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Why are brands using 3D to get to market faster?

By Brendon Marczan

Fast, faster, fastest

If you've been connected to me on any social media channel for a while, you'll know that I'm never at home, not just from posts of my dying garden but also from my various visits to airport Starbucks across North America. After two years of travelling around the world with my trusty North Face rucksack and Smythson notebook (yeah, my notebooks are fancy, get over it), I've got a pretty good idea of what concerns almost every brand and keeps you up at night.

3D Design

That concern is speed.

Designers are worried that they won't pick up a trend on time. Developers are sick of having to choose fabrics 'available in the market' because they've run out of time to develop something new. Merchandisers have the issue that factories won't be able to deliver to store fast enough. Marketing teams are fearful of missing the mark and not reacting to a celebrity influencer while something is still fresh.

Designing closer and closer to launch has become more important than ever before as our instant gratification culture demands adequate dissection of an idea and immediate distribution to consumer channels. We're now seeing this style of viral-meme-designing which is putting extraordinary pressure on fashion and sportswear brands to deliver.

Design to web within a week

In quiet corners at many of the brands we work with, a new phrase has been born: design to web within a week.

Imagine flicking through your Insta feed on Tuesday and seeing that fluoro, lime green sweater on Kanye and then being able to pre-order fluoro green kicks within a few days while you're still super-excited and also relatively unsure about what a Jackson Hole actually is. It's not a dream anymore and some brands have taken the leap to covertly start doing just that, replacing photographs of samples online with hyper-realistic 3D models that consumers will see for pre-sale. The imagery easily blurs the lines of reality and I've seen some incredible examples where I was unable to tell the difference.

Jackson Hole, Wyoming: Kanye territory

Jackson Hole, Wyoming: Kanye territory

How important has it been for you to get the chunky outsole silhouette right and into store on time? Now take a traditional 18 month sample and production timeline that we all know so well and put it up against your competitor who designed, merchandised and delivered their idea directly to their customer in 4 days.

Yes, you should be scared.

Stop, collaborate and listen

Creating a team that can deliver lightning-fast renders in a few days isn't all that new to the wider product design world. Industrial designers have a Swiss-army knife of software programs and their entire education history is focused on producing precision models and diagrams. But it is a new concept for the fashion and sportswear industries who don't have the same luxury of time of someone designing, say, a new toaster (I once purchased a toaster that burnt Hello Kitty's face onto bread so I hope I haven't just horribly offended toaster designers everywhere).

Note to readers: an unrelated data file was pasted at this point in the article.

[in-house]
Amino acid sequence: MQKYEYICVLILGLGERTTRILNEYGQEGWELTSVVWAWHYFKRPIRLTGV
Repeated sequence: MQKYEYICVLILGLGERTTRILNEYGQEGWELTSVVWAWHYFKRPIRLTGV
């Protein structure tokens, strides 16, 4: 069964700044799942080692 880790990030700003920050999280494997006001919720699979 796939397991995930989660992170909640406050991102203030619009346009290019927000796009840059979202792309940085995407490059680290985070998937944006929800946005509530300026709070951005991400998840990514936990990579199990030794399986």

Footwear designers need the fluidity of sketching, color & material developers need the flexibility to iterate, merchandisers need the chance to analyse. We've been incredibly lucky to have expert partners to help us improve and adapt our 3D applications Modo and Colorway, supercharging their users along the way. Shoe-samurai's are using Modo's MeshFusion to create the most surreal tooling while Colorway can fire out hundreds of marketing-ready images without having to wait for your computer to catch up. This focus on making software work harder for the artist is paying off and we're now seeing other departments in a brand take notice.

MeshFusion

MeshFusion magic made by the 'Modo Whisperer' himself, Ellery Connell

Live collaboration has become more and more relevant and the systems and software we use needs to connect intelligently so that we can a) work in unison and b) work with less and less error. Think about your whole organisation and the ways that they can contribute to accelerating the process from design to sale - find the blockers and weigh their value against the importance of missing an opportunity with a consumer. It can be a really enlightening exercise in facilitating organisational change.

Stop being such a baby and just try it

I always tell people - 3D is hard and you're going to get things wrong. Some people are going to find a change to their daily routine really challenging and others will suck up this new digital language like a sponge (they'll probably be 22 and never seem to have a hangover on Monday - not that I'm bitter). If you create an agile working environment that allows flexibility when mistakes are made, you can start to see tangible changes to your timeline.

The important takeaway is, you need to start somewhere and, with the ever-growing 3D community providing so much support, it's the perfect time to dive right in.

I'm at PI Apparel in Milan this week, FDRA's Footwear Design Summit in October, and FMNII’s Footwear Innovation Summit Shenzhen in November but you can always catch me on email... or at your local airport Starbucks.